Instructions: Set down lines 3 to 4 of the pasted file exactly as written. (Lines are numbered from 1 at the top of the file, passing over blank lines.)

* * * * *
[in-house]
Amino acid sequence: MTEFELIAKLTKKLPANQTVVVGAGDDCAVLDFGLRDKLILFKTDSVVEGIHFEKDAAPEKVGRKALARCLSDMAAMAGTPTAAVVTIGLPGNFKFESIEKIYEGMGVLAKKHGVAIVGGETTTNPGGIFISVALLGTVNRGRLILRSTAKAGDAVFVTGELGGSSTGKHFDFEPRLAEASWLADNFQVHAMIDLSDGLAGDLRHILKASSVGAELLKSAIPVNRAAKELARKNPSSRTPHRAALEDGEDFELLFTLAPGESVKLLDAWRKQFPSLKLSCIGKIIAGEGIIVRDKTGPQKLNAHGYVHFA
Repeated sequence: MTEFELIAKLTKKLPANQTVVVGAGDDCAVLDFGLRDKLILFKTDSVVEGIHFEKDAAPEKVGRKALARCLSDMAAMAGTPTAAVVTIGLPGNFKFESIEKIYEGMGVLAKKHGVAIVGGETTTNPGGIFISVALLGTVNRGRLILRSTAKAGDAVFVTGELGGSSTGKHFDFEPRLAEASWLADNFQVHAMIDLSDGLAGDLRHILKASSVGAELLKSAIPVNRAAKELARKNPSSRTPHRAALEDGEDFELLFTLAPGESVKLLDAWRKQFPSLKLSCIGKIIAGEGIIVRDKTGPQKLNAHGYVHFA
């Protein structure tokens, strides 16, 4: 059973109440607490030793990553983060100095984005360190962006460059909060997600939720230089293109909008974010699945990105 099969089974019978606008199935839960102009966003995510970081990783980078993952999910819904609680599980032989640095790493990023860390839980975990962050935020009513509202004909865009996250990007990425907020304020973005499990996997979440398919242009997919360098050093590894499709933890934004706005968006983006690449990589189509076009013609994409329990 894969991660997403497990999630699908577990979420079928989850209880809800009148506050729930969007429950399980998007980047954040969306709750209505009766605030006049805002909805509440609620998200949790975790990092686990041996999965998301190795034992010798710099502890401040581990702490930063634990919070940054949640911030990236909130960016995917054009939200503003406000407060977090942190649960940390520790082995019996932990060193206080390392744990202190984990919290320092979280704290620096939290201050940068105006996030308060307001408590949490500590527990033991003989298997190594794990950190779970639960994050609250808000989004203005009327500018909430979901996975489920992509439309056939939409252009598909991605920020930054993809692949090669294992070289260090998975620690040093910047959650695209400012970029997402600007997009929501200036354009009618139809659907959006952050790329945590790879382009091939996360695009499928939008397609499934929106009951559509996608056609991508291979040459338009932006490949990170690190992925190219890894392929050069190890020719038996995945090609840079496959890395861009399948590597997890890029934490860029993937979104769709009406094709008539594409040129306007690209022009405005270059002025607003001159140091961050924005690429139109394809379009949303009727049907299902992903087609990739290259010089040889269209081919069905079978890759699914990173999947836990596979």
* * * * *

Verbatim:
Repeated sequence: MTEFELIAKLTKKLPANQTVVVGAGDDCAVLDFGLRDKLILFKTDSVVEGIHFEKDAAPEKVGRKALARCLSDMAAMAGTPTAAVVTIGLPGNFKFESIEKIYEGMGVLAKKHGVAIVGGETTTNPGGIFISVALLGTVNRGRLILRSTAKAGDAVFVTGELGGSSTGKHFDFEPRLAEASWLADNFQVHAMIDLSDGLAGDLRHILKASSVGAELLKSAIPVNRAAKELARKNPSSRTPHRAALEDGEDFELLFTLAPGESVKLLDAWRKQFPSLKLSCIGKIIAGEGIIVRDKTGPQKLNAHGYVHFA
């Protein structure tokens, strides 16, 4: 059973109440607490030793990553983060100095984005360190962006460059909060997600939720230089293109909008974010699945990105 099969089974019978606008199935839960102009966003995510970081990783980078993952999910819904609680599980032989640095790493990023860390839980975990962050935020009513509202004909865009996250990007990425907020304020973005499990996997979440398919242009997919360098050093590894499709933890934004706005968006983006690449990589189509076009013609994409329990 894969991660997403497990999630699908577990979420079928989850209880809800009148506050729930969007429950399980998007980047954040969306709750209505009766605030006049805002909805509440609620998200949790975790990092686990041996999965998301190795034992010798710099502890401040581990702490930063634990919070940054949640911030990236909130960016995917054009939200503003406000407060977090942190649960940390520790082995019996932990060193206080390392744990202190984990919290320092979280704290620096939290201050940068105006996030308060307001408590949490500590527990033991003989298997190594794990950190779970639960994050609250808000989004203005009327500018909430979901996975489920992509439309056939939409252009598909991605920020930054993809692949090669294992070289260090998975620690040093910047959650695209400012970029997402600007997009929501200036354009009618139809659907959006952050790329945590790879382009091939996360695009499928939008397609499934929106009951559509996608056609991508291979040459338009932006490949990170690190992925190219890894392929050069190890020719038996995945090609840079496959890395861009399948590597997890890029934490860029993937979104769709009406094709008539594409040129306007690209022009405005270059002025607003001159140091961050924005690429139109394809379009949303009727049907299902992903087609990739290259010089040889269209081919069905079978890759699914990173999947836990596979």